ScienceDaily (Apr. 7, 2010) — Could our universe be located within the interior of a wormhole which itself is part of a black hole that lies within a much larger universe?
Such a scenario in which the universe is born from inside a wormhole (also called an Einstein-Rosen Bridge) is suggested in a paper from Indiana University theoretical physicist Nikodem Poplawski in Physics Letters B. The final version of the paper was available online March 29 and will be published in the journal edition April 12.
Poplawski takes advantage of the Euclidean-based coordinate system called isotropic coordinates to describe the gravitational field of a black hole and to model the radial geodesic motion of a massive particle into a black hole.
In studying the radial motion through the event horizon (a black hole's boundary) of two different types of black holes -- Schwarzschild and Einstein-Rosen, both of which are mathematically legitimate solutions of general relativity -- Poplawski admits that only experiment or observation can reveal the motion of a particle falling into an actual black hole. But he also notes that since observers can only see the outside of the black hole, the interior cannot be observed unless an observer enters or resides within.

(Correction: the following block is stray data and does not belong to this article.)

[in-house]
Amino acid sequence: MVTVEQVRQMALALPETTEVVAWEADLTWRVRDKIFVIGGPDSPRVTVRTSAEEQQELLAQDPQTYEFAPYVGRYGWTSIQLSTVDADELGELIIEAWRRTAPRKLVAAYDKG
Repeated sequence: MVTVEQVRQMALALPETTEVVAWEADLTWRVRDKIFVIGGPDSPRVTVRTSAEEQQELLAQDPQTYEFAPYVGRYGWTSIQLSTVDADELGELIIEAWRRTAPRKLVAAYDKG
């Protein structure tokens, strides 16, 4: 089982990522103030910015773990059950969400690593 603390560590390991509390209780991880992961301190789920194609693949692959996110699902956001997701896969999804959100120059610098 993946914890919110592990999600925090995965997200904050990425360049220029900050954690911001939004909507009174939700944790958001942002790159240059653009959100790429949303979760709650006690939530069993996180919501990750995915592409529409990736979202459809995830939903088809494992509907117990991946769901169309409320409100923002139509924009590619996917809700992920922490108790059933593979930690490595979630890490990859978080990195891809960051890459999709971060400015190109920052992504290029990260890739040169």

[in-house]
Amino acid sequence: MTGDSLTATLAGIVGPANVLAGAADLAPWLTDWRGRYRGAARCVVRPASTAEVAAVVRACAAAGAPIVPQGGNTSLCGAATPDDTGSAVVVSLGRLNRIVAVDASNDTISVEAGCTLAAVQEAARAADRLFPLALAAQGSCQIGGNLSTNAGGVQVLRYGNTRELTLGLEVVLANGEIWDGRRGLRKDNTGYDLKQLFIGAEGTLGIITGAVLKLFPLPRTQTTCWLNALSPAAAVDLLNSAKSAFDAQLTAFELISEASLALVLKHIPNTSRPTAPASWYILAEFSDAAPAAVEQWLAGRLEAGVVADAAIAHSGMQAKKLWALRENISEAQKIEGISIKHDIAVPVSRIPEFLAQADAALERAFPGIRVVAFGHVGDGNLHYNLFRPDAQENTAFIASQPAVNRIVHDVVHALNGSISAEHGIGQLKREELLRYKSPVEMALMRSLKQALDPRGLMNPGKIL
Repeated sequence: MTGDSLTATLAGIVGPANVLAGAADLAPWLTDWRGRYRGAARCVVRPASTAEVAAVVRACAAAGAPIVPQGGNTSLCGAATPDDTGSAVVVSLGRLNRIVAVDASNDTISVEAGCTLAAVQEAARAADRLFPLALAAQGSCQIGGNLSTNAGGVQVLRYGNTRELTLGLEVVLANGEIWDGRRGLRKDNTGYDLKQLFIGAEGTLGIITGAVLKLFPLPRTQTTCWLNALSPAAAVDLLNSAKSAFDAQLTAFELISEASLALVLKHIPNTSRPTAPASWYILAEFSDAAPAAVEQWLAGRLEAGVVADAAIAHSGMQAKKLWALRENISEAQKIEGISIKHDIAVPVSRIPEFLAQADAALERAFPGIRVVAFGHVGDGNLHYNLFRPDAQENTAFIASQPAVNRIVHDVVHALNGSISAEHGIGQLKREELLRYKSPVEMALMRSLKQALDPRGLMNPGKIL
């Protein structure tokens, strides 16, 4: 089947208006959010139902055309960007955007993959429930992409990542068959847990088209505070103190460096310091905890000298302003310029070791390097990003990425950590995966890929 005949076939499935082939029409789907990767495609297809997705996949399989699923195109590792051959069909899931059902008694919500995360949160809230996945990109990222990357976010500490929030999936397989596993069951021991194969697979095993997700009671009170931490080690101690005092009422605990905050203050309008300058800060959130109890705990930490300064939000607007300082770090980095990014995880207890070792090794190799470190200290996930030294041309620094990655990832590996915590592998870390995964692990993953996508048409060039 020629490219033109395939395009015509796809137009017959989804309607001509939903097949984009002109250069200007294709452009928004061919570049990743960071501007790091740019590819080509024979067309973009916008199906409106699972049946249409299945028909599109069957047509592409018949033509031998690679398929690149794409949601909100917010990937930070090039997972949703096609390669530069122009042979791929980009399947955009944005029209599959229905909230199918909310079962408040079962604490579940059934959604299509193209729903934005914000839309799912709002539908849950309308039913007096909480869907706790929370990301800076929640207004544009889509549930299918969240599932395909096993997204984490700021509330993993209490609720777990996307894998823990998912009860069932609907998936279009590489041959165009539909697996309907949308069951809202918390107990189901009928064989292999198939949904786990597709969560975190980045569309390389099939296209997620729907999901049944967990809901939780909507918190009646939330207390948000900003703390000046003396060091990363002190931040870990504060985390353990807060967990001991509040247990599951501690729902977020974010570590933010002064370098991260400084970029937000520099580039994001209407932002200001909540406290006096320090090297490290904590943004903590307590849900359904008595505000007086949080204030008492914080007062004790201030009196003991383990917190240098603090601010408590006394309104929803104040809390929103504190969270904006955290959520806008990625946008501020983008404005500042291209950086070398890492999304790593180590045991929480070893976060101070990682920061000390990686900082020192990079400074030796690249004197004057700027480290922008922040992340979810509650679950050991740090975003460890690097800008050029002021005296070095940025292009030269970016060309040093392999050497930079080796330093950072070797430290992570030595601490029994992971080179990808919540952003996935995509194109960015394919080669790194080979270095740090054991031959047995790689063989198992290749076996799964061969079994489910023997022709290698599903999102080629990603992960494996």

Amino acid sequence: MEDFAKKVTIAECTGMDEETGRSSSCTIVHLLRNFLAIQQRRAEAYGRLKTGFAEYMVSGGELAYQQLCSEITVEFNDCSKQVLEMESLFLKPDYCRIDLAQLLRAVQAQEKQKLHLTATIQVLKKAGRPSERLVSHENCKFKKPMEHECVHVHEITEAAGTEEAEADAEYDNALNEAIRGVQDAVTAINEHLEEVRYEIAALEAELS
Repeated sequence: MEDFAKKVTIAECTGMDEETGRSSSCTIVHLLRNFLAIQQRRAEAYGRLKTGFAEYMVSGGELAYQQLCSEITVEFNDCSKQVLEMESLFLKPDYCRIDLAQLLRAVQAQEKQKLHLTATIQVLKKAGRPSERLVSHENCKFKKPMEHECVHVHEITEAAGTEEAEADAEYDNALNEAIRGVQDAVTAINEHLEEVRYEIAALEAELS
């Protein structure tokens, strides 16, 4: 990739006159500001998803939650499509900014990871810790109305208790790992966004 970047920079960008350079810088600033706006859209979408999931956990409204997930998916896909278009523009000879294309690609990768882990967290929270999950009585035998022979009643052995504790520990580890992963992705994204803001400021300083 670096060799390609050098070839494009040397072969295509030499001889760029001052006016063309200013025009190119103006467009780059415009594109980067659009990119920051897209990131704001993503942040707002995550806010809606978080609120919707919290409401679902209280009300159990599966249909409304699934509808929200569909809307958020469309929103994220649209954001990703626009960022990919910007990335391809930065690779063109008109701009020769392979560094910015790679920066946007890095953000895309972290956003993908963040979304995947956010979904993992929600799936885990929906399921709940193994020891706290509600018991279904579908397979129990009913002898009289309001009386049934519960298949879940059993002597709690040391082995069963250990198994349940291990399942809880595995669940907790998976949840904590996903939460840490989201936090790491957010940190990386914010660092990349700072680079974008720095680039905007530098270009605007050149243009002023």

"This condition would be satisfied if our universe were the interior of a black hole existing in a bigger universe," he said. "Because Einstein's general theory of relativity does not choose a time orientation, if a black hole can form from the gravitational collapse of matter through an event horizon in the future then the reverse process is also possible. Such a process would describe an exploding white hole: matter emerging from an event horizon in the past, like the expanding universe."
A white hole is connected to a black hole by an Einstein-Rosen bridge (wormhole) and is hypothetically the time reversal of a black hole. Poplawski's paper suggests that all astrophysical black holes, not just Schwarzschild and Einstein-Rosen black holes, may have Einstein-Rosen bridges, each with a new universe inside that formed simultaneously with the black hole.